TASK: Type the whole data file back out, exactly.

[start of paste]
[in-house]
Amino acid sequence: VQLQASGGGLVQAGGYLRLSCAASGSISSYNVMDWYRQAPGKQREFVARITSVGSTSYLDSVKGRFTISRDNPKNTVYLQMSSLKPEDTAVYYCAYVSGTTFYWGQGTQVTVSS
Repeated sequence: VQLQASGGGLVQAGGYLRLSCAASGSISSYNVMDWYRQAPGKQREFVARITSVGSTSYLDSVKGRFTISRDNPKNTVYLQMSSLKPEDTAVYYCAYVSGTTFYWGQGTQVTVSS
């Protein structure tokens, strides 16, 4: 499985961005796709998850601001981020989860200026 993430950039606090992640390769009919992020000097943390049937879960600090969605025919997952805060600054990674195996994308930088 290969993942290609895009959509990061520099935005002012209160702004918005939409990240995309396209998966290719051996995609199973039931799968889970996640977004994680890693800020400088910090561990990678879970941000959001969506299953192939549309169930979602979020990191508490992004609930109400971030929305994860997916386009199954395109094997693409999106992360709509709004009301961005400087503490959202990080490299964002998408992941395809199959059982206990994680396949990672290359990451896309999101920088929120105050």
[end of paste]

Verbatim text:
[in-house]
Amino acid sequence: VQLQASGGGLVQAGGYLRLSCAASGSISSYNVMDWYRQAPGKQREFVARITSVGSTSYLDSVKGRFTISRDNPKNTVYLQMSSLKPEDTAVYYCAYVSGTTFYWGQGTQVTVSS
Repeated sequence: VQLQASGGGLVQAGGYLRLSCAASGSISSYNVMDWYRQAPGKQREFVARITSVGSTSYLDSVKGRFTISRDNPKNTVYLQMSSLKPEDTAVYYCAYVSGTTFYWGQGTQVTVSS
């Protein structure tokens, strides 16, 4: 499985961005796709998850601001981020989860200026 993430950039606090992640390769009919992020000097943390049937879960600090969605025919997952805060600054990674195996994308930088 290969993942290609895009959509990061520099935005002012209160702004918005939409990240995309396209998966290719051996995609199973039931799968889970996640977004994680890693800020400088910090561990990678879970941000959001969506299953192939549309169930979602979020990191508490992004609930109400971030929305994860997916386009199954395109094997693409999106992360709509709004009301961005400087503490959202990080490299964002998408992941395809199959059982206990994680396949990672290359990451896309999101920088929120105050």